- Galvanized steel pipe with elastic webbing.
- Can support large, adult sheep and goats (without horns).
- Adjustable width for all sizes.
- Included support rope for large/heavy sheep. (Prevents elastic webbing from over-stretching.)
- Length is 40 inches.
- Maximum width is 16 inches.
- Minimum width is 10 inches.
- Bottom "legs" are 14 inches.
- Replacement webbing is available.
- Can be folded flat for easy storage and transporting with some disassembly.
We've introduced several improvements over the previous version:
1.) Elastic webbing
- A thick weave of elastic shock cord has replaced the string net we used previously. The elastic web springs back into place when the ewe leaves the chair reducing the risk of entanglement. The webbing quickly hooks over built-in rivets for easy replacement. Included support rope can be used for heavy animals to prevent over-stretching.
- This simple device prevents the animal’s hind legs from getting caught in the mesh. On occasion we’ve had to chase down a ewe that’s made off with our deck chair because of this very reason—not often, but it has happened.
3.) Quickly make size adjustments
- When using our original chair, a wrench was needed to make side-to-side adjustments. These nuts have been replaced with finger-friendly wing bolts. Kick-plate adjusts via the same method.
How to Use
- Best location is in the corner of a small pen, as this allows catching the animal with the least effort. Drop the top of the chair over the gate or fence at a 45 degree angle.
- Catch the sheep by the head. Back the sheep into the chair. As the back legs hit the bottom crossbar, the rump (and most of the animal's weight) will fall into the webbing. Take care not to catch the rear legs in the 2 vertical chair legs.
- Complete the process by lifting the head upwards into the sitting position.
With one hand, tip the chair forward with the sheep inside it. Allow the animal to fall out onto its feet. Hang onto the chair or you may be chasing the animal/chair combination around the pen.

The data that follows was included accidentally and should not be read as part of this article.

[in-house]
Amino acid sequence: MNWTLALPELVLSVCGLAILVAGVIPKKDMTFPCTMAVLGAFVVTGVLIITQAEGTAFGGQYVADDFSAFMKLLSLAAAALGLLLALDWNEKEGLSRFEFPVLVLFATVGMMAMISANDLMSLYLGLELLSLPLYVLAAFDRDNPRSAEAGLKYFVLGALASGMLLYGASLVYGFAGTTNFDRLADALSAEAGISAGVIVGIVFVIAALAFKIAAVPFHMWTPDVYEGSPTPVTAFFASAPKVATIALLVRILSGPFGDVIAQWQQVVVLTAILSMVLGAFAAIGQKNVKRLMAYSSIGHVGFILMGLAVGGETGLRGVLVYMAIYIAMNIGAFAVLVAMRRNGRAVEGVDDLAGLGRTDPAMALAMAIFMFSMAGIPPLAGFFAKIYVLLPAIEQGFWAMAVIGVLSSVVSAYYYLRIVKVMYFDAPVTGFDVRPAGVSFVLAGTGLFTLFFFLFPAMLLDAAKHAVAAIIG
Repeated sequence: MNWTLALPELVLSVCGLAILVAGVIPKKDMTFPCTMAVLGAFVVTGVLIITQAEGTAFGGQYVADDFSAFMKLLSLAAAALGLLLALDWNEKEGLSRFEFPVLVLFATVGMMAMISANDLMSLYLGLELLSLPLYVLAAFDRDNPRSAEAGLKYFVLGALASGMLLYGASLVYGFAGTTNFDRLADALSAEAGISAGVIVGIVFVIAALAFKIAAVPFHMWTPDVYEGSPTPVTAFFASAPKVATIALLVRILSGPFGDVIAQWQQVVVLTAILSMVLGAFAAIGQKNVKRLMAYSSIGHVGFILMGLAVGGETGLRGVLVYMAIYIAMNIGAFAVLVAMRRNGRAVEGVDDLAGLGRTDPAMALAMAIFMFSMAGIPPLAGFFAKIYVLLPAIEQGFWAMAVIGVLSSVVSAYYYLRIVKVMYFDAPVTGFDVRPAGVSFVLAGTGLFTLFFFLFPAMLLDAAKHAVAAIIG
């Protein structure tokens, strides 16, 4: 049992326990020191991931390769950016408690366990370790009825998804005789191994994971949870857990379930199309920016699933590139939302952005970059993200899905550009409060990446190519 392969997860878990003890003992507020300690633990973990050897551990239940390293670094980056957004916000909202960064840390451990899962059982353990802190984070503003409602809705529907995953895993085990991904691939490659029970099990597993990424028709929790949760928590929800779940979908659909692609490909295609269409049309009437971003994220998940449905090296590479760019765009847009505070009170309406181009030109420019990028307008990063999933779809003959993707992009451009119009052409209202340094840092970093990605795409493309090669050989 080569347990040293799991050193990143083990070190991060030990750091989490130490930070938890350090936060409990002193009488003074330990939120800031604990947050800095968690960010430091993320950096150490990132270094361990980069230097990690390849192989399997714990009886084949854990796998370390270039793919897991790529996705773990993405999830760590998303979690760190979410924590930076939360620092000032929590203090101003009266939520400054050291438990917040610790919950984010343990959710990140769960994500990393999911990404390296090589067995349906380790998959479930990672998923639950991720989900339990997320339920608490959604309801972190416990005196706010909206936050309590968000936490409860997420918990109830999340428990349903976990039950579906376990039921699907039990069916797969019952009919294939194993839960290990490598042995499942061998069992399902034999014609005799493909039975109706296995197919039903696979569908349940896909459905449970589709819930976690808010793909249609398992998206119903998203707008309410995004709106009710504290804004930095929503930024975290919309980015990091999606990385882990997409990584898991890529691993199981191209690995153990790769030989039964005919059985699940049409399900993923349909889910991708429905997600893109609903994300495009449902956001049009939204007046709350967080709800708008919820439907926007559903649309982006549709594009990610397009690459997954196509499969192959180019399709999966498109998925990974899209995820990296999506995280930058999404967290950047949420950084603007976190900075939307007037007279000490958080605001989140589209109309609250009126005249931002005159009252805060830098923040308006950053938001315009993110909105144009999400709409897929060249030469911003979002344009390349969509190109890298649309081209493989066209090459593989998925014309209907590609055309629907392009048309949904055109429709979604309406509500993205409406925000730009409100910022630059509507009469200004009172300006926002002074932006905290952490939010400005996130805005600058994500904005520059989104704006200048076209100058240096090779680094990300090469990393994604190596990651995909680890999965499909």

Does not work well with horned animals. Their horns may become entangled with the webbing.
Note: Deck Chair Replacement Webbing (#807515) DOES NOT fit our Old Deck Chair (#807500).
Listed below are recommended optional components or related items. Your particular situation may require alternative recommendations. Please call and talk to our consultants if there are any questions at 800-282-6631.
Write a Review
You must be logged in to leave a review. Please sign in.
Emily M from Michigan
I like the concept and perhaps the chair could work better with some modifications.
Could you use a tough, stretchy, solid fabric instead of webbing? Sheep get their feet caught in the web. The webbing breaks easily. Is there a better way to adjust the width perhaps something like how pallet forks adjust by dropping into a notch? I find that the chair legs slip along the rails after a while. The thumb screw is hard to tighten enough and also hard to loosen. The directions on how to use are a little misleading. In my experience, though a 90 lb lamb can be tipped into the chair by one person, a 170 lb struggling ewe takes 2 people and a lot of effort. A docile sheep might lie there peacefully but lots of sheep try to torque themselves out by arching their backs and pushing with their head and neck. Usually, we need one person to hold the sheep in the chair while the other trims the hooves.
So while I recommend the chair as an improvement over tipping sheep against your legs and bending over them, I dream of an even better way that is just as affordable and even more comfortable for sheep and human!
Kelly D from Wisconsin
Worked great. Would give 5 stars but the netting ripped 6 ewes in.
Angela C from North Carolina
The chair works perfectly for trimming our goats’ hooves. It makes that task so much easier!
Deb E from Minnesota
Makes hoof trimming so much easier. I wish the bottom legs were a little shorter, only because we raise Babydoll sheep and have to lift them up a bit to get into seat.
Eileen B from Michigan
I have used this chair for many years for our somewhat hefty flock of Merino and Romney sheep. I’ve been happy with the chair overall as it does save your back. However you do need some strength to maneuver them back to it and roll them in. Preferably with one person holding the chair as it can slid (we have a concrete floor in our barn) and two moving the sheep. I’ve had to replace the netting every 18 months or so due to it breaking. I did re enforce it with a rubber bungee cords as a last resort and it worked pretty well.